In this case Tracey became Trevor and was fired for an allegedly pretextual reason after undergoing sexual reassignment surgery.  He sued the city for violating the state's disabilities law. The court ruled that transsexualism is not a physical disability.


     However, the judge went on to hold that gender dysphoria is a recognized mental disorder for job discrimination purposes, citing the American Psychiatric Association's Diagnostic and Statistical Manual of Mental Disorders (3d edit., pp. 74-75).  Conway v. City of Hartford, 1997 Conn. Super. Lexis 282.


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Research Note: The Supreme Court has stated that a transsexual is a person who has a “rare psychiatric disorder,” citing APA and AMA authorities.  Farmer v. Brennan, 511 U.S. 825, 114 S.Ct. 1970 (1994).  However, the ADA and Rehabilitation Acts specifically provide that gender identity disorders are not a federally-recognized disability, unless they are the result of a physical impairment [42 U.S. Code §12211(B)(1) and 29 U.S. Code §706(8)(F)(I)(i)].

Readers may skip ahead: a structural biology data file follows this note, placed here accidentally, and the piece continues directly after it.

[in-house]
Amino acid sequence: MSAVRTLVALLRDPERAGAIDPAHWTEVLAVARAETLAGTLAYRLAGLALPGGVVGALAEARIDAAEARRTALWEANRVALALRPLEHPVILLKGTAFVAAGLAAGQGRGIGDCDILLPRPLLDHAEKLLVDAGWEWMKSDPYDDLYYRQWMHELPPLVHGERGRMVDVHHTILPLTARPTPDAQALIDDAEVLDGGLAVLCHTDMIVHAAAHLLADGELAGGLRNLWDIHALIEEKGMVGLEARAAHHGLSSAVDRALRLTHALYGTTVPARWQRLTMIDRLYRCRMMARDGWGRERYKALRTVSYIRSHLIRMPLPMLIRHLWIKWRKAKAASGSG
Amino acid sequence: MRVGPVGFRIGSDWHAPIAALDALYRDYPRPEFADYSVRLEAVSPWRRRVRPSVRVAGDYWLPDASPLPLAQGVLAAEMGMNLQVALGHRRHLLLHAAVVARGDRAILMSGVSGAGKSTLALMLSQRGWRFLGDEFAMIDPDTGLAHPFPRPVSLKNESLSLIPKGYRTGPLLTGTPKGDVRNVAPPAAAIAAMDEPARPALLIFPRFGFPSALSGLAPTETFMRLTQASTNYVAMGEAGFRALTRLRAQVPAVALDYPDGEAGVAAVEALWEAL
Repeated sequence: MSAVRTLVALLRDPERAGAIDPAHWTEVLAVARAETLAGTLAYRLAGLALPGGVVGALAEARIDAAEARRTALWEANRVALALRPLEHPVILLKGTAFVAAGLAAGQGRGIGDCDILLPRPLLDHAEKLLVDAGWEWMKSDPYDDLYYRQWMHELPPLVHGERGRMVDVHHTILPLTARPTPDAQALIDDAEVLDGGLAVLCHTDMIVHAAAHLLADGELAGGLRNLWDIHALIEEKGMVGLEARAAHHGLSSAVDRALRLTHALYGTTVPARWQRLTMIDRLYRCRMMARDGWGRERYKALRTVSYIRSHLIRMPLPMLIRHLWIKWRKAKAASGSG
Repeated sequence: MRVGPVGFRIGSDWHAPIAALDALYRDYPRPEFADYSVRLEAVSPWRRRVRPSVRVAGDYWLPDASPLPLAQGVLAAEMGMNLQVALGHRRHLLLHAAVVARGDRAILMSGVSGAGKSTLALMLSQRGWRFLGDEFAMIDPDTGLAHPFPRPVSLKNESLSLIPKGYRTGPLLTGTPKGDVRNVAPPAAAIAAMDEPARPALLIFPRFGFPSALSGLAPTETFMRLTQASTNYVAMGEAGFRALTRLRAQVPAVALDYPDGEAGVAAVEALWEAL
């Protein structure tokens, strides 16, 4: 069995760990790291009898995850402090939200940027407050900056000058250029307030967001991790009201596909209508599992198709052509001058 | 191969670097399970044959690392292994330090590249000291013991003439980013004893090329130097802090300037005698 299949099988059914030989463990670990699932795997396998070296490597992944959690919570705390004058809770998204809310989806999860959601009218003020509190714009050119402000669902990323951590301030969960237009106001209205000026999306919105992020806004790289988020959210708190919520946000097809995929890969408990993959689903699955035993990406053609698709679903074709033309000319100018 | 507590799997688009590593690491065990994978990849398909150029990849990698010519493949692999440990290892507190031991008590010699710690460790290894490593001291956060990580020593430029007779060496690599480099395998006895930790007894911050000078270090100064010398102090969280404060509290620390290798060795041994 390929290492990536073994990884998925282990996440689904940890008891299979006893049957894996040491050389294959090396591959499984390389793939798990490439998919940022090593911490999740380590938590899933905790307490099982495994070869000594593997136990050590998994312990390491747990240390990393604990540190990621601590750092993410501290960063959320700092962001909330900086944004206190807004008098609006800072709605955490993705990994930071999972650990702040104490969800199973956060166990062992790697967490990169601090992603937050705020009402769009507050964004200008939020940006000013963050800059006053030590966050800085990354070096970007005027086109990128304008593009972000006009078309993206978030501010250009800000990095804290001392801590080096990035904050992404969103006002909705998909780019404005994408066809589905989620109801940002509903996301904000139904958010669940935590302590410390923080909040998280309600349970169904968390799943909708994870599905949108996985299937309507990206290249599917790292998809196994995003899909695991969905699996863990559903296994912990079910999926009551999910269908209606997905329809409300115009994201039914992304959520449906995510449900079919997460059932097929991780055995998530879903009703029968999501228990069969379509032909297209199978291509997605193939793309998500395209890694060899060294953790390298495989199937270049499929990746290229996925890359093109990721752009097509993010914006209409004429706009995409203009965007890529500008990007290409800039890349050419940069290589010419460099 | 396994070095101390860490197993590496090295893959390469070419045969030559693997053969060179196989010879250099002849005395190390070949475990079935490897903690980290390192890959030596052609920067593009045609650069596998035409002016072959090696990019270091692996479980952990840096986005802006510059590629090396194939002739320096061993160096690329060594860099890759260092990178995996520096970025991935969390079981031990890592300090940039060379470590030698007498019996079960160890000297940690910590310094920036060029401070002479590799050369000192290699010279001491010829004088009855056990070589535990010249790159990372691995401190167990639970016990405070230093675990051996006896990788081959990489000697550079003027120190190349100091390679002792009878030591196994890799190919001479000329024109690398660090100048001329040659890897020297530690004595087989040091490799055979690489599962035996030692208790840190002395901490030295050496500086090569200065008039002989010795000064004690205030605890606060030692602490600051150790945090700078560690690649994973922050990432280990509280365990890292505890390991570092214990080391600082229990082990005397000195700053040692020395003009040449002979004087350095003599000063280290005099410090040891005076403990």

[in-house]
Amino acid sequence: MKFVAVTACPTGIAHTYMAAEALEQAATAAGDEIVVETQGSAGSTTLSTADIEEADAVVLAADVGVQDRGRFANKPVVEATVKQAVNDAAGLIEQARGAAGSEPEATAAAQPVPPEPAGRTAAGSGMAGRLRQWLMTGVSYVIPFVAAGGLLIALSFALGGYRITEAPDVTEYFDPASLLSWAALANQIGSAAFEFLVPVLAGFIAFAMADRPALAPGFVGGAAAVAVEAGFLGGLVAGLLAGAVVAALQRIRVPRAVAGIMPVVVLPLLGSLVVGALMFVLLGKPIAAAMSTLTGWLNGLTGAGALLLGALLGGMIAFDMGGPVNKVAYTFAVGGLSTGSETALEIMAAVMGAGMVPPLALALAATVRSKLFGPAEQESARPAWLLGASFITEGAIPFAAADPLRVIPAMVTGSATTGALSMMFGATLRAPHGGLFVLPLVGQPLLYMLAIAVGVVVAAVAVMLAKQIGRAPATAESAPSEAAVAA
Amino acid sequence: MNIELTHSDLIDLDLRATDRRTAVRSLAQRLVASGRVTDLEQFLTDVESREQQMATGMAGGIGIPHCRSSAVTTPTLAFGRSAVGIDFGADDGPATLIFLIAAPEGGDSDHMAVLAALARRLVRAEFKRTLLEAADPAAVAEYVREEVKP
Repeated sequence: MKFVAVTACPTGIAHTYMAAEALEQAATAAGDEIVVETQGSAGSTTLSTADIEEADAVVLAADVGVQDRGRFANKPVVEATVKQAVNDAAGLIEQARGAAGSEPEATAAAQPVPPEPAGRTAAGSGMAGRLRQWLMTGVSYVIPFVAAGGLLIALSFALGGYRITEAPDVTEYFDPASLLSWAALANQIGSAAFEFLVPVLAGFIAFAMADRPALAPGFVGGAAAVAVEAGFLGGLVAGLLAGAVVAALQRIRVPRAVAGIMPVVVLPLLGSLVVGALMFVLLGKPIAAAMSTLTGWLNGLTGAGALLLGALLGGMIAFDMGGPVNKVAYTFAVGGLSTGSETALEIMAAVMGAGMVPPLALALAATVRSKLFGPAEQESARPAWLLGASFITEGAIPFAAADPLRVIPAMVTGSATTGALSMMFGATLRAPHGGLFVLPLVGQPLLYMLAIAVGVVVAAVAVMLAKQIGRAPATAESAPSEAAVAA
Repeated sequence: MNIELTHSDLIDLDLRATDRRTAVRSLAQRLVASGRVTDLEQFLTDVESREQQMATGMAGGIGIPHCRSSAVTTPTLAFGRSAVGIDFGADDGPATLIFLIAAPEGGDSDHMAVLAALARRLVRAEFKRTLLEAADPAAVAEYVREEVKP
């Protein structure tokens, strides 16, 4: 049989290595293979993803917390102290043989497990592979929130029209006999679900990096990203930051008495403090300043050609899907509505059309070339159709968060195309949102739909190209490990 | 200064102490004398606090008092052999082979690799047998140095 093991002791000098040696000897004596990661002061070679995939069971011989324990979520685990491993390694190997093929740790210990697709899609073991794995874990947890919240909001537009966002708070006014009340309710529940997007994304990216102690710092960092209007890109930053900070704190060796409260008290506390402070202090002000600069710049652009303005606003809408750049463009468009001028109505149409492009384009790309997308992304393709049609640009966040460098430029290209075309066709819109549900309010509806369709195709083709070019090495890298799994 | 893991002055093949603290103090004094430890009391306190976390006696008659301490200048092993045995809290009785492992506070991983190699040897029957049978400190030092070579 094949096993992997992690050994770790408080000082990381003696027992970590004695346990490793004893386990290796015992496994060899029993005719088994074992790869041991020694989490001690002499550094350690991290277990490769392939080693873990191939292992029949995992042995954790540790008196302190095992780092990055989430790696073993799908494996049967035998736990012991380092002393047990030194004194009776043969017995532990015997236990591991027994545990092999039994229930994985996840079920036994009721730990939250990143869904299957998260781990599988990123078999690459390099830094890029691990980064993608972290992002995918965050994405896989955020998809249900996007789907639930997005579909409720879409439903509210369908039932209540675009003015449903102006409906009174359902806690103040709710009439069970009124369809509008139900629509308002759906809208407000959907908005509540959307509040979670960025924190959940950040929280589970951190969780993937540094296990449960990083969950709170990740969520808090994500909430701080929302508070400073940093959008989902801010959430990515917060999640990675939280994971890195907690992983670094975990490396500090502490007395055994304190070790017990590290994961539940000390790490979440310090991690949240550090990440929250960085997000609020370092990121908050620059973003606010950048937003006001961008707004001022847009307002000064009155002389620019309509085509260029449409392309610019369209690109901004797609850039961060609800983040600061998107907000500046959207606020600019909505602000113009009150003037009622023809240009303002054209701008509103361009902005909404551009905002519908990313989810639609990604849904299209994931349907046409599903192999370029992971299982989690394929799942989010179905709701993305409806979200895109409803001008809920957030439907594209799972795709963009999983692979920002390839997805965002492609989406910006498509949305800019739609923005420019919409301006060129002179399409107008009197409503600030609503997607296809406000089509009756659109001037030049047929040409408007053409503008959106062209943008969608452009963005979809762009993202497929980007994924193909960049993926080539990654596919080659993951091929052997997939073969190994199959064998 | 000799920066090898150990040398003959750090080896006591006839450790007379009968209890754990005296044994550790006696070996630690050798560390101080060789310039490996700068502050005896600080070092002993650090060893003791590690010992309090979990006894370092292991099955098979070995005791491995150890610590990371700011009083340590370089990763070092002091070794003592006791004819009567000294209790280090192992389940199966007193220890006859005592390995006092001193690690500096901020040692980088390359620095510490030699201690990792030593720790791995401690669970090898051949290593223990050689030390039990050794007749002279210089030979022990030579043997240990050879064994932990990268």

State courts are not so confined unless their statutes contain similar language. The Congress inserted the restriction for political, not psychiatric reasons (to assuage Religious fundamentalists).


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President signs Order creating a uniform policy prohibiting sexual orientation discrimination in federal employment.


     The Order, for the first time, establishes a national, federal employment policy prohibiting sexual orientation discrimination.  It amends an existing Executive Order that now prohibits discrimination based on race, color, religion, sex, national origin, disabilities, or age.      


     The Executive Order establishes “Administration Policy” but does not (and cannot) create any new enforcement rights or enlarge the jurisdiction of the EEOC.  The President called on the Congress to pass the “Employment Non-Discrimination Act,” which would create and codify enforcement rights for gays and lesbians.  Executive Order 11478, Amendment of May 28, 1998.